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Pain originates in the mind: pain of self-hypnosis can be contagious

The experiment, the results of which were published in the journal Communications Psychology, showed the amazing effect of self-hypnosis. When a patient was told before a fictitious medical procedure that it was painful, he often began to experience real discomfort.

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The placebo effect has long been known, when a person’s condition actually improves while taking ineffective drugs or undergoing “empty” procedures. There is also the opposite phenomenon: the nocebo effect, when a patient has negative expectations that a treatment will cause harm, and this belief leads to negative outcome.

New research has provided further insight into this effect, reports

In another experiment, participants were told that the procedure they were about to undergo could increase pain. The researchers set up a group “therapy” in which one patient had a device with a heated plate applied to the skin.

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Another subject observed this procedure. The scientists increased the temperature of the plate, which made the procedure painful.

Then the procedure was performed on other participants; at first they were observers, then demonstrators. The plate heating was increased only for the first patient. But others also reported pain during the procedure, although their plates were at normal temperature.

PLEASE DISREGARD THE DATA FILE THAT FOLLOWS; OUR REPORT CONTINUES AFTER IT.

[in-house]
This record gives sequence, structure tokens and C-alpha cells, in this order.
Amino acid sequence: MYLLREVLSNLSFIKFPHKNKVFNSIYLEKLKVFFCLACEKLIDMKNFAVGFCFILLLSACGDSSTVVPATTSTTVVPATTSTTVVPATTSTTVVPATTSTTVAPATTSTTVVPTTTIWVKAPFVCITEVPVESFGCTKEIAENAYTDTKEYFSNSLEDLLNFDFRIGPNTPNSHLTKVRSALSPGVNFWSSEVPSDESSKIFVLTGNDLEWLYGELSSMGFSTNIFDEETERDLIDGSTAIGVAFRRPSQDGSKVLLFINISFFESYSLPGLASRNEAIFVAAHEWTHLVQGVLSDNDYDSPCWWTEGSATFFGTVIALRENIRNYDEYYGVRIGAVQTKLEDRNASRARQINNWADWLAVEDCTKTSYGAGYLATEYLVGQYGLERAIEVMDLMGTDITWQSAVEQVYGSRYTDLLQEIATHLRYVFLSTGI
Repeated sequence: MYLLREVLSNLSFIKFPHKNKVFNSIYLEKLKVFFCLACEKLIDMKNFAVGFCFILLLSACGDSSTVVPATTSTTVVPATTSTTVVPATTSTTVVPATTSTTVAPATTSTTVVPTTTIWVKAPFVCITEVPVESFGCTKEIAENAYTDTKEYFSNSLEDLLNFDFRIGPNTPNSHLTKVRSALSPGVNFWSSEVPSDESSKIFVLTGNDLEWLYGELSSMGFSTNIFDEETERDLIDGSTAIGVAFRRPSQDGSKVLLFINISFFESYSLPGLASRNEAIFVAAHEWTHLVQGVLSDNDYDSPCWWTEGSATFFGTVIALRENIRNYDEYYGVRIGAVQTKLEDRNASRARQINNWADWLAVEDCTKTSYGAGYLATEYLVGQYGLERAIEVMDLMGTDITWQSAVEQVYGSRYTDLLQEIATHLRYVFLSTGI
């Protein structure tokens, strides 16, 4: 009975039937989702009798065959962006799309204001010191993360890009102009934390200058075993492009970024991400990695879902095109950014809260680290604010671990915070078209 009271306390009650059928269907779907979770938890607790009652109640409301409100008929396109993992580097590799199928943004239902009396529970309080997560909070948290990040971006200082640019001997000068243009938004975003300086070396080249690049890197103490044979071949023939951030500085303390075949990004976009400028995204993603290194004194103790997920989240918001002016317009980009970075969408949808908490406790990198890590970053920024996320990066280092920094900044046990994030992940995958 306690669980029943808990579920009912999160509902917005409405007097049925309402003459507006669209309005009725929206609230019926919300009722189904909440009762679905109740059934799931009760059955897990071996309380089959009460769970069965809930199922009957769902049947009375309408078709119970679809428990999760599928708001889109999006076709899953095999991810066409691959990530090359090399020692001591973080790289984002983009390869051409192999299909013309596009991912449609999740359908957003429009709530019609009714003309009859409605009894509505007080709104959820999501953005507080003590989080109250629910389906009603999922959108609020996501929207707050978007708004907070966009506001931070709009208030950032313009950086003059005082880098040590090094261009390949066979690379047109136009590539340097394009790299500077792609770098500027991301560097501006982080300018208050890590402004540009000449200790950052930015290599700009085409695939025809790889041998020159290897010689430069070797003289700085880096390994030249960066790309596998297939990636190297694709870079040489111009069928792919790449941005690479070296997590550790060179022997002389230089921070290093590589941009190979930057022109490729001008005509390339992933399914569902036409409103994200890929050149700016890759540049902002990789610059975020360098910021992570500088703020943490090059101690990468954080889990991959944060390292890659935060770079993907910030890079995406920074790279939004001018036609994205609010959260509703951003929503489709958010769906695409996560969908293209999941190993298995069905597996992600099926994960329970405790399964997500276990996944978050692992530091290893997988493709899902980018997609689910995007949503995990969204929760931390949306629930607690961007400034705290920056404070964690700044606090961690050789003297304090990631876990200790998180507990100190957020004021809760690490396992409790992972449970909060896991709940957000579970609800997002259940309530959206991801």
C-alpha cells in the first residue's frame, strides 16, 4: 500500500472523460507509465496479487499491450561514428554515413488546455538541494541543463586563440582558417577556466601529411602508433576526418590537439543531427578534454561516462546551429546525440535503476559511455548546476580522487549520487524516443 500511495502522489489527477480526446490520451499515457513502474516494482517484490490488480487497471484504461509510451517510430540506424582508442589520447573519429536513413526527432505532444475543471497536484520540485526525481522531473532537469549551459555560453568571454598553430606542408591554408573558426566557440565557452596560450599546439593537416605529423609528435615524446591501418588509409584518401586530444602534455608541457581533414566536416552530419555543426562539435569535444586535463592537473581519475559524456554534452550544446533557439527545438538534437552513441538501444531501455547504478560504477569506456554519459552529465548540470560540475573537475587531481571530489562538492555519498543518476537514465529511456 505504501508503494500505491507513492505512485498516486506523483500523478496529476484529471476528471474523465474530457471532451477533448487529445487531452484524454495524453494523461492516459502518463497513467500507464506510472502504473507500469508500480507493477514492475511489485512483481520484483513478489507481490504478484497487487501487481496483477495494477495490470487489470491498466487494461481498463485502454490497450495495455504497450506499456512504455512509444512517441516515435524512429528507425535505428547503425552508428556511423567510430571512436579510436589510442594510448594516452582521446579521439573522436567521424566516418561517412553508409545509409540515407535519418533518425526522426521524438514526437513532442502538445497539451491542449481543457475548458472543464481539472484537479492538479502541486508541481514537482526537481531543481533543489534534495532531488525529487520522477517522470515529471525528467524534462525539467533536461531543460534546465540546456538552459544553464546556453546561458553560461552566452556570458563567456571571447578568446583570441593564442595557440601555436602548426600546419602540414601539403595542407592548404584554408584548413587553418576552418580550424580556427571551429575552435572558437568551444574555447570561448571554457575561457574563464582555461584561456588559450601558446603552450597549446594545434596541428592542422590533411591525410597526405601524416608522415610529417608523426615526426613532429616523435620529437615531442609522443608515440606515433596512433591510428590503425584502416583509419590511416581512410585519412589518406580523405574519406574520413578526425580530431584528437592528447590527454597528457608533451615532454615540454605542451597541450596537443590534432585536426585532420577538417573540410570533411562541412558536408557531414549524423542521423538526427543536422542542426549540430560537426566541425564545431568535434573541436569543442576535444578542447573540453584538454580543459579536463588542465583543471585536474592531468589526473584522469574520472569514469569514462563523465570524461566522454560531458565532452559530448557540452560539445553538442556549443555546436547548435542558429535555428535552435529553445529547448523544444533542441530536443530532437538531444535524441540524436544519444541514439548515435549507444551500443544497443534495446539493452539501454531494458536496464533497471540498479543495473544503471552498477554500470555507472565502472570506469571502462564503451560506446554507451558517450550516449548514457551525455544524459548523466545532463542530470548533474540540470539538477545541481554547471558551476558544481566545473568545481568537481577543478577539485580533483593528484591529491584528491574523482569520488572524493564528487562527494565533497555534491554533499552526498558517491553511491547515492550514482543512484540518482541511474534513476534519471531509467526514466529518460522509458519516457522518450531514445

This means that pain was “transmitted along the chain” from one demonstrator to others, although in fact only the first of them found the procedure painful. This is clearly the effect of self-hypnosis when observing real or even fictitious, “phantom” pain of another subject.

Moreover, scientists came to this conclusion not only on the basis of observations or subjective self-assessments of the experiment participants. The response was also assessed using instruments: by the activity of the sweat glands at the tips of the fingers, and by the degree of tension in the facial muscles.

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The equipment data confirmed that the participants actually felt pain during the fictitious procedure. That is, the nocebo effect manifests itself not only in the field of psychology, but also gives a completely physiological reaction.

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Jake Carter

Jake Carter is a researcher and a prolific writer who has been fascinated by science and the unexplained since childhood.

He is not afraid to challenge the official narratives and expose the cover-ups and lies that keep us in the dark. He is always eager to share his findings and insights with the readers of, a website he created in 2013.

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